Three short videos, the first of six I’ve made, of the tiny reminders that I’m working on.
The work on my bench this evening. Back to small steps. Undefeated.
Generosity, gratitude and creativity (art).
The nature of the relationship between these becomes clearer, but is not clear enough yet (to me). This piece of writing therefore has a beginning and a middle, but no ending.
The context. Our ultra-capitalist economy which is ever growing, and ever seeking to commodify all things, including those things which traditionally have been held to be commons, or spiritual and non-commodifiable properties. The symbol or metaphor for these commons is the spring, the source. Thus, the disjuncture that we experience, our discomfort, is exemplified by the casual use in our contemporary societies of the word ‘resource’. As in: ‘human resources department’ or ‘exploitation of mineral resources’.
Source: Lewis Hyde, The Gift. (And he was drawing on work by Marshall Sahlins,Walt Whitman and Ezra Pound).
‘The Gift’ is a complex and important book that is on my list for a second reading. Hyde’s central argument is that the work of art (the creative spirit) properly sits within the gift economy (rather than the commodity economy). A conundrum in the book is that of creatives making a living in contemporary (ultra-capitalist) economies. [This is a conundrum that all creative persons are required to work on and with, like it or not.]
The nature of a gift transaction is the transaction of something freely bestowed and unearned. The gift increases in the giving, the motion. The hoarding of a gift is transgression (or sin). The action of the gift is connective, binding: Hyde says “gift exchange is an erotic commerce, joining self and other … the gifted state is an erotic state: in it we are sensible of, and participate in, the underlying unity of things.” And people, all people, seem to understand about gifts. We have a fine and unconscious sense of discernment as to the status of a transaction (within our own social and cultural context); ie. where it is on a spectrum between gift exchange and commodity exchange.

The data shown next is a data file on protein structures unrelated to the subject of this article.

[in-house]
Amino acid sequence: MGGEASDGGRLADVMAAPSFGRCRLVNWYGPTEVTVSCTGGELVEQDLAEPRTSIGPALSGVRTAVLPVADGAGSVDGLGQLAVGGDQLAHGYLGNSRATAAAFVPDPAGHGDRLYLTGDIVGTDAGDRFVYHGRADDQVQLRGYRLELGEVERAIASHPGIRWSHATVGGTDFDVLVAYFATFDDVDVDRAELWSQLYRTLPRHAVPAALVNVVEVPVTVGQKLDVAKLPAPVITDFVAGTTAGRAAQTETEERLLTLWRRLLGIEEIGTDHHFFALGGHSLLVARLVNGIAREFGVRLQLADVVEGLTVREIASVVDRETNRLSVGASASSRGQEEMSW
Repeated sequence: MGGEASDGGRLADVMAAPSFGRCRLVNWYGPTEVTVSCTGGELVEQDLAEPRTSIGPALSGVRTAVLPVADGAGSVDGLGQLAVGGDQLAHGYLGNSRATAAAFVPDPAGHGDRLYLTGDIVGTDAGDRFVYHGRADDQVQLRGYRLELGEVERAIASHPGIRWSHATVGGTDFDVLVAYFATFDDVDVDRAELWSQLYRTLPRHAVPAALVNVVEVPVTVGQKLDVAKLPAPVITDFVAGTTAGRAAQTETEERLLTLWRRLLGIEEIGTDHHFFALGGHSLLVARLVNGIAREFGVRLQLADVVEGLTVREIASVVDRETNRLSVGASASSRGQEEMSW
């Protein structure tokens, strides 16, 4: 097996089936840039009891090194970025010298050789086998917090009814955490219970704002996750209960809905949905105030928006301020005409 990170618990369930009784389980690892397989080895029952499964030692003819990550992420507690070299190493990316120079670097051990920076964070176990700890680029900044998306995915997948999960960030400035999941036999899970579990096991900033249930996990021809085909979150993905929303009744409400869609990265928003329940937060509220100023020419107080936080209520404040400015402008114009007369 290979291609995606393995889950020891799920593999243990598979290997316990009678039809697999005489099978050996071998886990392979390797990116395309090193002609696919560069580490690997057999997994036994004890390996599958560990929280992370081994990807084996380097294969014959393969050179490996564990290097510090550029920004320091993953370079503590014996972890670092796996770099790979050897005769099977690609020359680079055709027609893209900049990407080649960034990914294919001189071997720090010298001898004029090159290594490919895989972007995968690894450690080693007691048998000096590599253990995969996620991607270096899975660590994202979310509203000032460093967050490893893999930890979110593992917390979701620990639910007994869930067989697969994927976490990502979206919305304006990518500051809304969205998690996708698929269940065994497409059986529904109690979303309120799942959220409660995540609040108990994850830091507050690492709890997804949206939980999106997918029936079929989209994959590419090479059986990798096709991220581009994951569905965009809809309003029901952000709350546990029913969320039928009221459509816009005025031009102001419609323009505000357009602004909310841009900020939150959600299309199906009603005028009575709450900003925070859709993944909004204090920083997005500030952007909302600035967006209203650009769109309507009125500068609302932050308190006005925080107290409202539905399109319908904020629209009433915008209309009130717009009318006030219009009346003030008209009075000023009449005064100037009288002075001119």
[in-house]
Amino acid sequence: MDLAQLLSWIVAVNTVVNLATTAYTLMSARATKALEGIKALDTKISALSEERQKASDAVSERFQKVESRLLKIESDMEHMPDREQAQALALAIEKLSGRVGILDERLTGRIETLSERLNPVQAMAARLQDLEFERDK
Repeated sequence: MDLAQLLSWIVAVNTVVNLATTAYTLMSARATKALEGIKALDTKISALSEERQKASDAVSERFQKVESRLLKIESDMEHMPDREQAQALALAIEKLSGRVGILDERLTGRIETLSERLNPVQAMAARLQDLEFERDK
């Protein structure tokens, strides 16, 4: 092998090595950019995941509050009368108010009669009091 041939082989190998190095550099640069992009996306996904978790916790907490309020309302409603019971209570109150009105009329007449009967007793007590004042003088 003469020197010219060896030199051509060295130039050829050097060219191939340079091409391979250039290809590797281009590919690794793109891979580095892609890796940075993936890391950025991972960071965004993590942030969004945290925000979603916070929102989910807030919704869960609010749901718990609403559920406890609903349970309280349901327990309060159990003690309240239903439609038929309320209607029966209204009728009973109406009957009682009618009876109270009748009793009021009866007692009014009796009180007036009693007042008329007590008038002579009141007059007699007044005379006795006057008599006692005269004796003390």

And so Hyde is pointing out that the nature of creativity and art, both for the creator and for the receiver of the work of art, is that it is perceived as properly falling within a gift economy. Hyde says “it is when art acts as an agent of transformation that we may correctly speak of it as a gift.” Thus, the source of creativity is that which is gifted to us. And the labour of gratitude is to be worthy of the gift. (This means to do the work, to develop the gift and to give it away, to keep it moving – not to hoard it, which would be to transgress).
All of which is not to say that artists (creatives) should not be paid. But it does point to some interesting questions of value, and some reasons for the difficult balancing acts which we perform daily.
A pair of tiny black books, part of my collaborative book project with Suzie Ross. I sat in the sun on a wall by a river with Suzie today, and drew and talked about our project. Very excited to pick these books up from her today, together with some others for me to keep working on.
The next thing for this project will be to make a page here on my website, so that I can show the pieces of work as we are developing them together over the coming months.
I’m showing you some prints I’ve made today in a joy-filled online session that I participated in this morning – with the community arts group that I help to run (https://gwendraethartslab.com/).
We worked with things from our rubbish bins – things like bottle tops and cardboard tubes, taking me back to the joy of being a small child and playing with colour, pattern and mark-making. I based my prints on the curled paper strips with the small joys that I’ve been working with over the last few days and weeks.
The session was led by the marvellous Roz Moreton, a local artist who it is just a priviledge to work with (https://rozmoreton.com/).
Roz shared a video as part of our session – its a very short snippet from a talk by Ken Robinson, speaking about making mistakes and creativity. I will also share it with you here, because its so important for all of us:
Working with watercolours today, as part of collaborative project with local artist Suzie Ross (@suzieross007 on instagram).
Memory, landscape, connection.
Struggling with the colour palette, working on top of Suzie’s colours. Its so interesting, working with another person, they don’t do what you’d do; so responding is always stepping into the unknown.
This will be the first of a number of posts about Joseph Beuys. Because he is a creative hero, and because I am writing about him in an essay, and I want to share the good bits here – as and when I write them.
A shaman alchemist artist; an artist of transformation, generosity, pedagogy, healing, mythology, landscape, substance, objects.
And there is this element of Beuys’ work :
“Beuys appropriates many of alchemy’s basic tenets. Most important, he maintains that creativity is not only the distinguishing mark of the artist but is also the point of union between the divine and the human.”
(The quote is from Refiguring the Spiritual by Mark C.Taylor).
There is much to live up to.